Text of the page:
In the future, residents hope to see downtown Greenwood with more crosswalks, where shoppers and residents could cross streets to get to a bookstore, antique shops and restaurants that are unique to their city.
And traffic would be rerouted, while keeping the historic buildings and features that residents love about the downtown.
About 80 residents came to a meeting this week to discuss what they want to be done in downtown Greenwood. City government hosted the meeting so residents could tell the city’s consultant, HWC Engineering, what they cared about preserving in Old Town and what changes are important to them. The company is developing an overall revitalization plan for downtown.
Next, the city plans to pursue state grants that would pay to rebuild the facades of historic buildings near Main Street and Madison Avenue. The suggestions residents proposed, including resolving downtown traffic issues, new bike and pedestrian trails, and keeping chain restaurants out, will be used as HWC Engineering works with the city to create a redevelopment plan. HWC will begin to present designs at a public meeting in September.
Residents also discussed buildings downtown that need improvements. The city plans to apply for a state grant next year. About 30 properties would be considered for facade fixes, including repairs to bricks and renovating the fronts of historic buildings to better resemble what they originally looked like.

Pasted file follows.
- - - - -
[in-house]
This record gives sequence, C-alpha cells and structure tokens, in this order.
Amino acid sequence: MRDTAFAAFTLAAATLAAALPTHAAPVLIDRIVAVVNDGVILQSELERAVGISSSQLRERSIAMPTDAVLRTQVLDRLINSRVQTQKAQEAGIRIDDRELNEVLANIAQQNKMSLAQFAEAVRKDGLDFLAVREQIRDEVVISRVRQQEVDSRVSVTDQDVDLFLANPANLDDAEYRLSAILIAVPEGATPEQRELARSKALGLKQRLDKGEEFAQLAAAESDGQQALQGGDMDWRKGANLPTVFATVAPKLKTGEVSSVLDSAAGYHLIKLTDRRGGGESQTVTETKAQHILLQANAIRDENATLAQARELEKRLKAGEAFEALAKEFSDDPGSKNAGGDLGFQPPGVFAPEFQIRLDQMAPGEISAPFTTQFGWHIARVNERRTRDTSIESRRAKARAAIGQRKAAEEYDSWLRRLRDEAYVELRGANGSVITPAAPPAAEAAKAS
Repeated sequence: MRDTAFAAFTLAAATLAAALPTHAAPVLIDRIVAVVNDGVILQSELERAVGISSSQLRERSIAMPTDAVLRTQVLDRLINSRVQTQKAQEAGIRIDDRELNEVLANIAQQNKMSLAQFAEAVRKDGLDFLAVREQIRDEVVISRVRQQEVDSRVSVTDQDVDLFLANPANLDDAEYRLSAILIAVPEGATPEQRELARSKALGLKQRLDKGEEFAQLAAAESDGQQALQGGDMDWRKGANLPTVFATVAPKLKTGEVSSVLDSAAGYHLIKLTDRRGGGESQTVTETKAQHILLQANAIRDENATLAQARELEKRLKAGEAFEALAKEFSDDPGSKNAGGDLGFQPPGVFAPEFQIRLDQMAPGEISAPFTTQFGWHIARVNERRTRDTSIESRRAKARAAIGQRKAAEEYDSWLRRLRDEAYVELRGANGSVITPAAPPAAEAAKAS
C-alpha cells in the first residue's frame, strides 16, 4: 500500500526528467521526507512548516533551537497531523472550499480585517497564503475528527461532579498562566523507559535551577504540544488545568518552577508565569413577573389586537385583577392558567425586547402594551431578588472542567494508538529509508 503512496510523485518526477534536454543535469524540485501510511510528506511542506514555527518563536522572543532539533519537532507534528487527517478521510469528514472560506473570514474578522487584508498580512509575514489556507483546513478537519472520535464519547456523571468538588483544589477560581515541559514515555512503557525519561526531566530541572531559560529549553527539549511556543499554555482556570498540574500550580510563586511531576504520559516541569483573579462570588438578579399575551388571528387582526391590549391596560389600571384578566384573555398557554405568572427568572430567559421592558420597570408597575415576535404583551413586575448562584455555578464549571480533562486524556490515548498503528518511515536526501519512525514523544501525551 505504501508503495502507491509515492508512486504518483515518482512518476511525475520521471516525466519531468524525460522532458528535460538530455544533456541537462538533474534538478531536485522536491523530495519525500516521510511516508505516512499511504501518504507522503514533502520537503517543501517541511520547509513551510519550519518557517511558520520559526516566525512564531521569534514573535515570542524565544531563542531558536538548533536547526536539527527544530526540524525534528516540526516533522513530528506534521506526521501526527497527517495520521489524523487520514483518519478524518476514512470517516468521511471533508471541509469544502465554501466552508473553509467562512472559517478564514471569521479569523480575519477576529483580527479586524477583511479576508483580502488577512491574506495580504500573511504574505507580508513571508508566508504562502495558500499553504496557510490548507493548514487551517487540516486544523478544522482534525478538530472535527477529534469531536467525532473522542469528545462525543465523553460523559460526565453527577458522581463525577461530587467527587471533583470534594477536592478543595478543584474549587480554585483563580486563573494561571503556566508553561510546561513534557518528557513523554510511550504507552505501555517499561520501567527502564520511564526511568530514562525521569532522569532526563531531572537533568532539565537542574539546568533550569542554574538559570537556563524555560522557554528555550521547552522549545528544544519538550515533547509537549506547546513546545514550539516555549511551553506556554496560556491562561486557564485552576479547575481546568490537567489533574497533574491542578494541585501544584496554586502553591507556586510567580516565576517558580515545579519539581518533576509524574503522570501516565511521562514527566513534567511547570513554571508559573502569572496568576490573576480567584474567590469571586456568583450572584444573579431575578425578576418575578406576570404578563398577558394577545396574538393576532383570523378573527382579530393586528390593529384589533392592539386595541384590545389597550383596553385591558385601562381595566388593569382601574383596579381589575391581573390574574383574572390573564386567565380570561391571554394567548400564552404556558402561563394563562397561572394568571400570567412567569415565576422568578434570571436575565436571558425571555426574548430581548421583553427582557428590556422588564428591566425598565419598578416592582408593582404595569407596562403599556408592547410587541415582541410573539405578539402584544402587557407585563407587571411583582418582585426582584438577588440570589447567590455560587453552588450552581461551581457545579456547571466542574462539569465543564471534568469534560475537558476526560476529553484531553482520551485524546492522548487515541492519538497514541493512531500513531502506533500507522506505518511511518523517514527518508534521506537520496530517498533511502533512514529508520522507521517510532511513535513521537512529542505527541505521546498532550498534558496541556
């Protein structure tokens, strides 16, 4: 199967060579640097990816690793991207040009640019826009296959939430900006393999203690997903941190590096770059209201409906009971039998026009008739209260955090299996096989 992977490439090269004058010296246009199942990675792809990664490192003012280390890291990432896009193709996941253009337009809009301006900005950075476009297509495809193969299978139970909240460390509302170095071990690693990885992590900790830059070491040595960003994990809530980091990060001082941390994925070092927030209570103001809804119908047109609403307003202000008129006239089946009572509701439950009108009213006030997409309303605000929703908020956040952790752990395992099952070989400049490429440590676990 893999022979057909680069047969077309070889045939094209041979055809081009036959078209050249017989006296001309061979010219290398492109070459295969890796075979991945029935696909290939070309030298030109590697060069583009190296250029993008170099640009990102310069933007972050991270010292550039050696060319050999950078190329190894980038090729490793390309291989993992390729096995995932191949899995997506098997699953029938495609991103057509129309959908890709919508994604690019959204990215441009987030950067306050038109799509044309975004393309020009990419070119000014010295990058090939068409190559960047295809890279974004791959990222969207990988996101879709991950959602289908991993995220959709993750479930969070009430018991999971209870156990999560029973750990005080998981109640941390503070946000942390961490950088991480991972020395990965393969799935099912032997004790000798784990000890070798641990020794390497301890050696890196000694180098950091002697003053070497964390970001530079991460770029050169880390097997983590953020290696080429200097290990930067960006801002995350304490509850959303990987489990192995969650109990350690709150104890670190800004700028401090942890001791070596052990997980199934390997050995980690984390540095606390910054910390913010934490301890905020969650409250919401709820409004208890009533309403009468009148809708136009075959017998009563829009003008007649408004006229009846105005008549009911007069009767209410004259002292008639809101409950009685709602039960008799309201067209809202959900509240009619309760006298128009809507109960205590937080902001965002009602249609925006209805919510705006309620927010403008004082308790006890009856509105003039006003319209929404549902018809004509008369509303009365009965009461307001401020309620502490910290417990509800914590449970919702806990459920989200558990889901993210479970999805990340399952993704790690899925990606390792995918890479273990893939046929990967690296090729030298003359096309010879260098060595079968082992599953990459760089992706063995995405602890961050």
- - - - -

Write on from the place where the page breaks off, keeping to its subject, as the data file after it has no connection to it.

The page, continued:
An office building built in 1870 that belongs to attorney Eric Risk, at 200 S. Madison Ave., and vacant buildings on Madison Avenue would be among the ones considered.
Owner Timothy Burk wants his building at 330 W. Main St. near Market Plaza to have its exterior repaired to fit the pre-1930 period it was built in, he said.
“I’ve been a southside resident all my life, and I really like the building and I like downtown. I see nothing but positive change coming from all this,” Burk said.
The traffic downtown was a main concern for residents.
Residents want wider sidewalks and improved traffic flow on Main Street, but they can’t have both and keep the old buildings, said Cory Whitesell, with HWC Engineering.
So the city wants to know what residents want the most, Whitesell said.
He asked residents to decide if they want downtown to become more modern, with multi-use buildings that have parking garages, stores and apartments, or if they want the new buildings to match the style of the old buildings.
Residents also could suggest what they want the focal point of downtown to be — which could be the creek, which could be turned into more of a linear park, or be developed with businesses along it, Whitesell said. Other options would be turning a street into a pedestrian mall and rerouting traffic entirely or widening the sidewalks and narrowing the streets, he said.
Resident Jerry Brown said he would like to see Market Plaza developed as a farmers market and small shops, and he wants trails to be added along the creek.
“I’m hoping it can be redeveloped to be more pleasurable for people,” he said.
Keeping the old buildings and the amphitheater, which is behind the community center, where musicians perform outdoor concerts, are important, resident JoAnn Benek said.
“They’re part of the charm of Greenwood,” she said.